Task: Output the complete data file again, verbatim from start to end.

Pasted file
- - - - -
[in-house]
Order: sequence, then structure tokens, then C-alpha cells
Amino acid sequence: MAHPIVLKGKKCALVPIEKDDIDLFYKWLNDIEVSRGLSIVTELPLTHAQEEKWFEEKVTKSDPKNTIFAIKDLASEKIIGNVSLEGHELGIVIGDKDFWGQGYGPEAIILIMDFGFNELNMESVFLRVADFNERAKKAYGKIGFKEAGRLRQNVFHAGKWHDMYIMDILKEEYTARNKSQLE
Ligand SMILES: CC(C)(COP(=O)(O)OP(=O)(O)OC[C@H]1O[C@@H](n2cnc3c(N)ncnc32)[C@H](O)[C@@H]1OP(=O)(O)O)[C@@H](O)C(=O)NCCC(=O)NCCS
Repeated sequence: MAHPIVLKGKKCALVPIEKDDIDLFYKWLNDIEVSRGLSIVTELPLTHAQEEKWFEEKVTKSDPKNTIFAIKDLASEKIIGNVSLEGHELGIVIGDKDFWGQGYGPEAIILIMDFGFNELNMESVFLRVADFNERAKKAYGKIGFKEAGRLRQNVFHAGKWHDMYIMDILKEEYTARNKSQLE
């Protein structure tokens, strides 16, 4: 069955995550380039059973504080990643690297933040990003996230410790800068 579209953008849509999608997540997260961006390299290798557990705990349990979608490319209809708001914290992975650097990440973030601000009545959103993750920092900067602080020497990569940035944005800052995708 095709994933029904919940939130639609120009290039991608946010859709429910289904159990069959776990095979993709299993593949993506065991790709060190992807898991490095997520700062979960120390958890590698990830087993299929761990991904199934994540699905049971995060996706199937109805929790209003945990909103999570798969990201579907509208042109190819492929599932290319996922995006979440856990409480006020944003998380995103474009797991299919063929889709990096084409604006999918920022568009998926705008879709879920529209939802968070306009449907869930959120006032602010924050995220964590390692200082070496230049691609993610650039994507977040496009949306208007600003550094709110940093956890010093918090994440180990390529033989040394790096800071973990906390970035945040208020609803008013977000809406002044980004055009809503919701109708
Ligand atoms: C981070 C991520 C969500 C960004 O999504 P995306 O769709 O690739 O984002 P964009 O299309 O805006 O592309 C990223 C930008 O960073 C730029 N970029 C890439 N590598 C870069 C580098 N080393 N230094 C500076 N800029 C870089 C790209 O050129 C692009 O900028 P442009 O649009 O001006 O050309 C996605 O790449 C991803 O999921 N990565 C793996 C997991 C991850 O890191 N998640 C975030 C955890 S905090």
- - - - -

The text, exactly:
[in-house]
Order: sequence, then structure tokens, then C-alpha cells
Amino acid sequence: MAHPIVLKGKKCALVPIEKDDIDLFYKWLNDIEVSRGLSIVTELPLTHAQEEKWFEEKVTKSDPKNTIFAIKDLASEKIIGNVSLEGHELGIVIGDKDFWGQGYGPEAIILIMDFGFNELNMESVFLRVADFNERAKKAYGKIGFKEAGRLRQNVFHAGKWHDMYIMDILKEEYTARNKSQLE
Ligand SMILES: CC(C)(COP(=O)(O)OP(=O)(O)OC[C@H]1O[C@@H](n2cnc3c(N)ncnc32)[C@H](O)[C@@H]1OP(=O)(O)O)[C@@H](O)C(=O)NCCC(=O)NCCS
Repeated sequence: MAHPIVLKGKKCALVPIEKDDIDLFYKWLNDIEVSRGLSIVTELPLTHAQEEKWFEEKVTKSDPKNTIFAIKDLASEKIIGNVSLEGHELGIVIGDKDFWGQGYGPEAIILIMDFGFNELNMESVFLRVADFNERAKKAYGKIGFKEAGRLRQNVFHAGKWHDMYIMDILKEEYTARNKSQLE
């Protein structure tokens, strides 16, 4: 069955995550380039059973504080990643690297933040990003996230410790800068 579209953008849509999608997540997260961006390299290798557990705990349990979608490319209809708001914290992975650097990440973030601000009545959103993750920092900067602080020497990569940035944005800052995708 095709994933029904919940939130639609120009290039991608946010859709429910289904159990069959776990095979993709299993593949993506065991790709060190992807898991490095997520700062979960120390958890590698990830087993299929761990991904199934994540699905049971995060996706199937109805929790209003945990909103999570798969990201579907509208042109190819492929599932290319996922995006979440856990409480006020944003998380995103474009797991299919063929889709990096084409604006999918920022568009998926705008879709879920529209939802968070306009449907869930959120006032602010924050995220964590390692200082070496230049691609993610650039994507977040496009949306208007600003550094709110940093956890010093918090994440180990390529033989040394790096800071973990906390970035945040208020609803008013977000809406002044980004055009809503919701109708
Ligand atoms: C981070 C991520 C969500 C960004 O999504 P995306 O769709 O690739 O984002 P964009 O299309 O805006 O592309 C990223 C930008 O960073 C730029 N970029 C890439 N590598 C870069 C580098 N080393 N230094 C500076 N800029 C870089 C790209 O050129 C692009 O900028 P442009 O649009 O001006 O050309 C996605 O790449 C991803 O999921 N990565 C793996 C997991 C991850 O890191 N998640 C975030 C955890 S905090």